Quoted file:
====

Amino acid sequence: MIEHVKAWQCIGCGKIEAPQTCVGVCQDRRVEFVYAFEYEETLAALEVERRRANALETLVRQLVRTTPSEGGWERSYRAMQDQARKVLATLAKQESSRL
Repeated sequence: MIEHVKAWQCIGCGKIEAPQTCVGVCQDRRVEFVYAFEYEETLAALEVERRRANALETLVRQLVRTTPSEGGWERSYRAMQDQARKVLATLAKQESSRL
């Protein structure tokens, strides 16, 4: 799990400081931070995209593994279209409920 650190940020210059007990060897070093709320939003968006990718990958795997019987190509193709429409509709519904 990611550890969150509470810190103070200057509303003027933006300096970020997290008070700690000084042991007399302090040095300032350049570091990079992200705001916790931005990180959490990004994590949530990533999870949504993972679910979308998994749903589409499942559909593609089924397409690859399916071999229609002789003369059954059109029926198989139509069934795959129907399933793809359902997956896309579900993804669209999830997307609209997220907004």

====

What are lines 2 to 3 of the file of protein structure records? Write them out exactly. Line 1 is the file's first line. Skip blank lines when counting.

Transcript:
Repeated sequence: MIEHVKAWQCIGCGKIEAPQTCVGVCQDRRVEFVYAFEYEETLAALEVERRRANALETLVRQLVRTTPSEGGWERSYRAMQDQARKVLATLAKQESSRL
């Protein structure tokens, strides 16, 4: 799990400081931070995209593994279209409920 650190940020210059007990060897070093709320939003968006990718990958795997019987190509193709429409509709519904 990611550890969150509470810190103070200057509303003027933006300096970020997290008070700690000084042991007399302090040095300032350049570091990079992200705001916790931005990180959490990004994590949530990533999870949504993972679910979308998994749903589409499942559909593609089924397409690859399916071999229609002789003369059954059109029926198989139509069934795959129907399933793809359902997956896309579900993804669209999830997307609209997220907004």